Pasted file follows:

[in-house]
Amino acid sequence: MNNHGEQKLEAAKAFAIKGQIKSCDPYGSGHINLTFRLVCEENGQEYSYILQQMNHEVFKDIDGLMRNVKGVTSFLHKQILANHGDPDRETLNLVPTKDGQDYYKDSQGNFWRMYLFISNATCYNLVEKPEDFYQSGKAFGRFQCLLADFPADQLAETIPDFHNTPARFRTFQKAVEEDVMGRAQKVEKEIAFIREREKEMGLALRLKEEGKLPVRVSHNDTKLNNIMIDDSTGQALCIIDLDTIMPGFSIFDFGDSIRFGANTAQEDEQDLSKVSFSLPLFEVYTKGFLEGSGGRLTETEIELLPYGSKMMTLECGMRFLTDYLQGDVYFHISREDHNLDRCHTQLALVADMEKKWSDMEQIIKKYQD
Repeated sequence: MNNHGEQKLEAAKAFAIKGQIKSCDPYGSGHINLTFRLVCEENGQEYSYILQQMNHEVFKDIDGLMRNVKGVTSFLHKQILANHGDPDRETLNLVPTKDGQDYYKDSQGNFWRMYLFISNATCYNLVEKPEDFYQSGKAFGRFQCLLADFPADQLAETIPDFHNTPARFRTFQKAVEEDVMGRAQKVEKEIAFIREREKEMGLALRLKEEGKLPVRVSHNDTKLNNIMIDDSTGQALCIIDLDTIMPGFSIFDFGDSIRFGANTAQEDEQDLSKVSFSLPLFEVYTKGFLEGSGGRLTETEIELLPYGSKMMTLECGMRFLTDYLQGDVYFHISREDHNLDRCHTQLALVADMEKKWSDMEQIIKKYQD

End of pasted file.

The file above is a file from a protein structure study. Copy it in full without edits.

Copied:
[in-house]
Amino acid sequence: MNNHGEQKLEAAKAFAIKGQIKSCDPYGSGHINLTFRLVCEENGQEYSYILQQMNHEVFKDIDGLMRNVKGVTSFLHKQILANHGDPDRETLNLVPTKDGQDYYKDSQGNFWRMYLFISNATCYNLVEKPEDFYQSGKAFGRFQCLLADFPADQLAETIPDFHNTPARFRTFQKAVEEDVMGRAQKVEKEIAFIREREKEMGLALRLKEEGKLPVRVSHNDTKLNNIMIDDSTGQALCIIDLDTIMPGFSIFDFGDSIRFGANTAQEDEQDLSKVSFSLPLFEVYTKGFLEGSGGRLTETEIELLPYGSKMMTLECGMRFLTDYLQGDVYFHISREDHNLDRCHTQLALVADMEKKWSDMEQIIKKYQD
Repeated sequence: MNNHGEQKLEAAKAFAIKGQIKSCDPYGSGHINLTFRLVCEENGQEYSYILQQMNHEVFKDIDGLMRNVKGVTSFLHKQILANHGDPDRETLNLVPTKDGQDYYKDSQGNFWRMYLFISNATCYNLVEKPEDFYQSGKAFGRFQCLLADFPADQLAETIPDFHNTPARFRTFQKAVEEDVMGRAQKVEKEIAFIREREKEMGLALRLKEEGKLPVRVSHNDTKLNNIMIDDSTGQALCIIDLDTIMPGFSIFDFGDSIRFGANTAQEDEQDLSKVSFSLPLFEVYTKGFLEGSGGRLTETEIELLPYGSKMMTLECGMRFLTDYLQGDVYFHISREDHNLDRCHTQLALVADMEKKWSDMEQIIKKYQD